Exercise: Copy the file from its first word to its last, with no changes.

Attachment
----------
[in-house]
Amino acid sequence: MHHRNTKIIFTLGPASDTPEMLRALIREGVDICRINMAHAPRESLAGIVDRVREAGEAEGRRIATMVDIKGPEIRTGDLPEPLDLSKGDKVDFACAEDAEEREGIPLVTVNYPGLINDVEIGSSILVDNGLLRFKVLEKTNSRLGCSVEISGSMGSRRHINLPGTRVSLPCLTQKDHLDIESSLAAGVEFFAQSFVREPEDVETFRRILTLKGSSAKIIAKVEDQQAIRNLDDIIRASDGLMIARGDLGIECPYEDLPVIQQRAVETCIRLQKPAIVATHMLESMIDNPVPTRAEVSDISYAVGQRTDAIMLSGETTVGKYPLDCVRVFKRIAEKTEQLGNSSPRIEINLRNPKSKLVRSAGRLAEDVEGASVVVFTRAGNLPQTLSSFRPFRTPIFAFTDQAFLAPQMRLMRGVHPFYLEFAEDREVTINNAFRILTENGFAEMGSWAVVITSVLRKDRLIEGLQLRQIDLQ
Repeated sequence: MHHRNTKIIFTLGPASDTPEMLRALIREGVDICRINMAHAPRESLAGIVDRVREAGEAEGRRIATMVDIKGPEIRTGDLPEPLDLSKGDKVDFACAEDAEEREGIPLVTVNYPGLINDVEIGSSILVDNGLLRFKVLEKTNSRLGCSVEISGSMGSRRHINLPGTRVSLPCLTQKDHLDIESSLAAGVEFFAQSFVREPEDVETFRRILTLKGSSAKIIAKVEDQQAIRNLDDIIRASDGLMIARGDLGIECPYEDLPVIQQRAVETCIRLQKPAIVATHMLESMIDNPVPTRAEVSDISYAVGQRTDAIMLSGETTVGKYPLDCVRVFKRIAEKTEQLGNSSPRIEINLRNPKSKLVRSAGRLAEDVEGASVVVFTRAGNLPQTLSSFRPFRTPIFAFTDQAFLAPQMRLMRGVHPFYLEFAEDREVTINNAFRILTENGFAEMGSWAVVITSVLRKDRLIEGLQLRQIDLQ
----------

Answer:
[in-house]
Amino acid sequence: MHHRNTKIIFTLGPASDTPEMLRALIREGVDICRINMAHAPRESLAGIVDRVREAGEAEGRRIATMVDIKGPEIRTGDLPEPLDLSKGDKVDFACAEDAEEREGIPLVTVNYPGLINDVEIGSSILVDNGLLRFKVLEKTNSRLGCSVEISGSMGSRRHINLPGTRVSLPCLTQKDHLDIESSLAAGVEFFAQSFVREPEDVETFRRILTLKGSSAKIIAKVEDQQAIRNLDDIIRASDGLMIARGDLGIECPYEDLPVIQQRAVETCIRLQKPAIVATHMLESMIDNPVPTRAEVSDISYAVGQRTDAIMLSGETTVGKYPLDCVRVFKRIAEKTEQLGNSSPRIEINLRNPKSKLVRSAGRLAEDVEGASVVVFTRAGNLPQTLSSFRPFRTPIFAFTDQAFLAPQMRLMRGVHPFYLEFAEDREVTINNAFRILTENGFAEMGSWAVVITSVLRKDRLIEGLQLRQIDLQ
Repeated sequence: MHHRNTKIIFTLGPASDTPEMLRALIREGVDICRINMAHAPRESLAGIVDRVREAGEAEGRRIATMVDIKGPEIRTGDLPEPLDLSKGDKVDFACAEDAEEREGIPLVTVNYPGLINDVEIGSSILVDNGLLRFKVLEKTNSRLGCSVEISGSMGSRRHINLPGTRVSLPCLTQKDHLDIESSLAAGVEFFAQSFVREPEDVETFRRILTLKGSSAKIIAKVEDQQAIRNLDDIIRASDGLMIARGDLGIECPYEDLPVIQQRAVETCIRLQKPAIVATHMLESMIDNPVPTRAEVSDISYAVGQRTDAIMLSGETTVGKYPLDCVRVFKRIAEKTEQLGNSSPRIEINLRNPKSKLVRSAGRLAEDVEGASVVVFTRAGNLPQTLSSFRPFRTPIFAFTDQAFLAPQMRLMRGVHPFYLEFAEDREVTINNAFRILTENGFAEMGSWAVVITSVLRKDRLIEGLQLRQIDLQ